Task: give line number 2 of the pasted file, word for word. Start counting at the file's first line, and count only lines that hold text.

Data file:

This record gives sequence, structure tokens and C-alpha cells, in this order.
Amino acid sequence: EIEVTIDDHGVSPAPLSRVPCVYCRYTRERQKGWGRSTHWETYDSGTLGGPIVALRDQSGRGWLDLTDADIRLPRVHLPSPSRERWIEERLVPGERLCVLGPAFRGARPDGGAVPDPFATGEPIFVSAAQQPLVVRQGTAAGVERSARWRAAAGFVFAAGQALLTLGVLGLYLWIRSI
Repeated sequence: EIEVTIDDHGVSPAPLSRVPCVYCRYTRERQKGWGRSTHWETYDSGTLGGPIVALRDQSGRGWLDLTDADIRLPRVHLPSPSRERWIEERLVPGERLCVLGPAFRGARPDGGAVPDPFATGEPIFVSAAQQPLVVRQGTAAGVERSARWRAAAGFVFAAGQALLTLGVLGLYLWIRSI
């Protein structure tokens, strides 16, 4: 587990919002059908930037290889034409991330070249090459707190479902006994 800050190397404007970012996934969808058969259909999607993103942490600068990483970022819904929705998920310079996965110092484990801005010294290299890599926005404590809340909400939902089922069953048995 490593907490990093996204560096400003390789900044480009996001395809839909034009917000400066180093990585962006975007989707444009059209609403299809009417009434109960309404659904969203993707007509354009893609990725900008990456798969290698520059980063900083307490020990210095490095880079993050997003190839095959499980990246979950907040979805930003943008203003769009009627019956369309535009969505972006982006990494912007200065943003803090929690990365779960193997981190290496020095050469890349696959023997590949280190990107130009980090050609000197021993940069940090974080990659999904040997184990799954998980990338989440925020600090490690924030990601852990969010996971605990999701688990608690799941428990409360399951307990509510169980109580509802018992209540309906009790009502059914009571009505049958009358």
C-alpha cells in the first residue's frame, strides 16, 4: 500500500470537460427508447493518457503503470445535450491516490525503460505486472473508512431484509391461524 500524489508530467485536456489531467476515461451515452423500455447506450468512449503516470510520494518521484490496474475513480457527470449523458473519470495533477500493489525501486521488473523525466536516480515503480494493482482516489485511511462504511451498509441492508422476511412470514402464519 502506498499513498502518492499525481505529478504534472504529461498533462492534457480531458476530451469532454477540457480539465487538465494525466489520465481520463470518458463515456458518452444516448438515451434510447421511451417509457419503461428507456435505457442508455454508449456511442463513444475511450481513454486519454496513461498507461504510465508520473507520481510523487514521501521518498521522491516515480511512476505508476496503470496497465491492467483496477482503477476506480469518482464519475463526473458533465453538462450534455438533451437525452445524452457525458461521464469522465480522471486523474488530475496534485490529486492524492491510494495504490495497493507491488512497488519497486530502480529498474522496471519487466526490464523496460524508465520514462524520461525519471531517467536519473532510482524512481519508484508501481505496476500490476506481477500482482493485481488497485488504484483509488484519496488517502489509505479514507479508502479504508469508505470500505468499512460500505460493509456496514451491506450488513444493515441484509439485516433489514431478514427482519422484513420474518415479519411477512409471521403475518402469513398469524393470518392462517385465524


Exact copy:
Amino acid sequence: EIEVTIDDHGVSPAPLSRVPCVYCRYTRERQKGWGRSTHWETYDSGTLGGPIVALRDQSGRGWLDLTDADIRLPRVHLPSPSRERWIEERLVPGERLCVLGPAFRGARPDGGAVPDPFATGEPIFVSAAQQPLVVRQGTAAGVERSARWRAAAGFVFAAGQALLTLGVLGLYLWIRSI